Referring to Quadrant E of FIG. 7, the “RECORDS” icon, when activated, causes the program to display a screen whereby a physician selects particular patient records and sets a password for access to those records. The physician then communicates the password to a third party in need of reviewing those records, such as a specialist, and only upon entry of the correct password, would the specialist be given access to the selected records.

Referring to Quadrant E of FIG. 7, the “TESTS” icon, when activated, causes the program to display test results in Quadrant J. If a viewer desires to see test results for a particular time period, the viewer may select the time period using the slider in Quadrant F.

Referring to Quadrant F of FIG. 7, sliding bars are displayed for selection of a range of dates and times for data. Boxes with Xs are displayed to indicate significant events in the patient's history for the time period selected, such as anesthetics and surgery. By selecting a particular box and selecting the “RECALL” icon, the computer is programmed to display the historical TIIPS model and associated data for the patient at that previous point in time.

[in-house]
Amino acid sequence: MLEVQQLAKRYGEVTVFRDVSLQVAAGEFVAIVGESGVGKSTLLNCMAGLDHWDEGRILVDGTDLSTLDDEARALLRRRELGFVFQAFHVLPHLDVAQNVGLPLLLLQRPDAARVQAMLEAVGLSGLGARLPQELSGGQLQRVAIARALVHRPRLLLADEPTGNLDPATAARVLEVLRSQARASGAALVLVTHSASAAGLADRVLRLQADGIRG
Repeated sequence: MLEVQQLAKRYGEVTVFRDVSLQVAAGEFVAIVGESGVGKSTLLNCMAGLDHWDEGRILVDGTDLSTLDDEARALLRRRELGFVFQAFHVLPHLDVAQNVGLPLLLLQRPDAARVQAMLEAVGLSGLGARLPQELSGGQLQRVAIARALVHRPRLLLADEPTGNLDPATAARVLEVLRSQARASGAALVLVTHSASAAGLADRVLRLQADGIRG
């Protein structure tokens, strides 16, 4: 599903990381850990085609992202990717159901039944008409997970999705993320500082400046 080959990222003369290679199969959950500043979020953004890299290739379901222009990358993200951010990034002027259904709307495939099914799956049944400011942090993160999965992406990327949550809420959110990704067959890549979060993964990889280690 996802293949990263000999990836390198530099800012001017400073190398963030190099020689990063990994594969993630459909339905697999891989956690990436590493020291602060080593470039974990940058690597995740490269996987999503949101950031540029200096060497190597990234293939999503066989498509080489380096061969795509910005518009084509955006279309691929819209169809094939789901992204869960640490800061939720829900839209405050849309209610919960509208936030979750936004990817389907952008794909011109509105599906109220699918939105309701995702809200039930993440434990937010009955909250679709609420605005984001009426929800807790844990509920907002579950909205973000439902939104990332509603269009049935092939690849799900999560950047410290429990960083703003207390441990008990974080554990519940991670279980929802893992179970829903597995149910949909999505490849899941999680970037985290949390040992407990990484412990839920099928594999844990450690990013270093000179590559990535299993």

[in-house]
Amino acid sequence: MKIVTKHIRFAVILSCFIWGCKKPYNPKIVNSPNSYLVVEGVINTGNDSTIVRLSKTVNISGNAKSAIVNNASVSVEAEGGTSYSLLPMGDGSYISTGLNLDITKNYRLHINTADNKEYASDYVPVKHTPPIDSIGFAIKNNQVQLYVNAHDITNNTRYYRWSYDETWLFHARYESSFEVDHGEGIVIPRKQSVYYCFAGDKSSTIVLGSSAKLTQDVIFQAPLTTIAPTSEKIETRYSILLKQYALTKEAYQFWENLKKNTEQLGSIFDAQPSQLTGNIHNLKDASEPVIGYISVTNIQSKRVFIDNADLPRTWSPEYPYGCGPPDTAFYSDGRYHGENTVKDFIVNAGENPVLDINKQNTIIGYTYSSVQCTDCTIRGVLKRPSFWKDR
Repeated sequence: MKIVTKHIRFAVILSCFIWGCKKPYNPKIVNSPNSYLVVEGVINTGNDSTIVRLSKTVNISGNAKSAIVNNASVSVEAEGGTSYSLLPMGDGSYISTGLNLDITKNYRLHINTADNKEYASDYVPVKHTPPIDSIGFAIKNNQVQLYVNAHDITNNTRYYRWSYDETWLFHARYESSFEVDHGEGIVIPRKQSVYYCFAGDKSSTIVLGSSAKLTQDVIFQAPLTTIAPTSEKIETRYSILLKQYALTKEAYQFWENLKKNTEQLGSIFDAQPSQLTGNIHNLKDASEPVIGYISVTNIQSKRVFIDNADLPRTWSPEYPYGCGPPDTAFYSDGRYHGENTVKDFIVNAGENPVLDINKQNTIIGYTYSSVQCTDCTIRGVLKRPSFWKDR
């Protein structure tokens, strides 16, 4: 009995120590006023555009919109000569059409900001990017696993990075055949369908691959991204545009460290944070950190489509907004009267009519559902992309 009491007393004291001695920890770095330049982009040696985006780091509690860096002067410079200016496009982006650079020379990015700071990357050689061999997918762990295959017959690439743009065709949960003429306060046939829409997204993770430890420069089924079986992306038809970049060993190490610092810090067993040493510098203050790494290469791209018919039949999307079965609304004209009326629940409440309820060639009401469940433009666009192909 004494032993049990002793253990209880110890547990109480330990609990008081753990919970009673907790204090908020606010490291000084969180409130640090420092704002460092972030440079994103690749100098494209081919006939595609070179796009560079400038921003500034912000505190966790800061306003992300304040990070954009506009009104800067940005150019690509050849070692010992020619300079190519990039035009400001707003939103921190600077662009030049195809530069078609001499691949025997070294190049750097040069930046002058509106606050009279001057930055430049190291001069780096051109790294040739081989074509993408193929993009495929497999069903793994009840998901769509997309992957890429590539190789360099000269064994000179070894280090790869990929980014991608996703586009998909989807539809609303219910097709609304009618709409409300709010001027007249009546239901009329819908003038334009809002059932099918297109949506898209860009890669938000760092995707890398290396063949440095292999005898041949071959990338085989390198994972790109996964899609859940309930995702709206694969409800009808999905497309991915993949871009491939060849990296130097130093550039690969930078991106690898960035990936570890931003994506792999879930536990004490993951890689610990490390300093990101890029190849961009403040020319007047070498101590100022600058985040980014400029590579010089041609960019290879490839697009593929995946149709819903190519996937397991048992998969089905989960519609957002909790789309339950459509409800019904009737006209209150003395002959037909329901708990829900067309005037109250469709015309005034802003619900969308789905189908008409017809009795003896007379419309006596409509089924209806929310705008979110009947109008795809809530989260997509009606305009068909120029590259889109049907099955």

f) Procedure Icons

Referring to Quadrant G of FIG. 7, the display 11 includes an icon labeled “Special Procedures” which, upon activation, provides textual information in Quadrant J regarding current required procedures for the proper care of this patient. The icon labeled “Planned Procedure”, upon activation, provides textual information in Quadrant J regarding upcoming procedures for the patient, including the nature of the procedure and the physician(s) assigned.

g) National Database Queries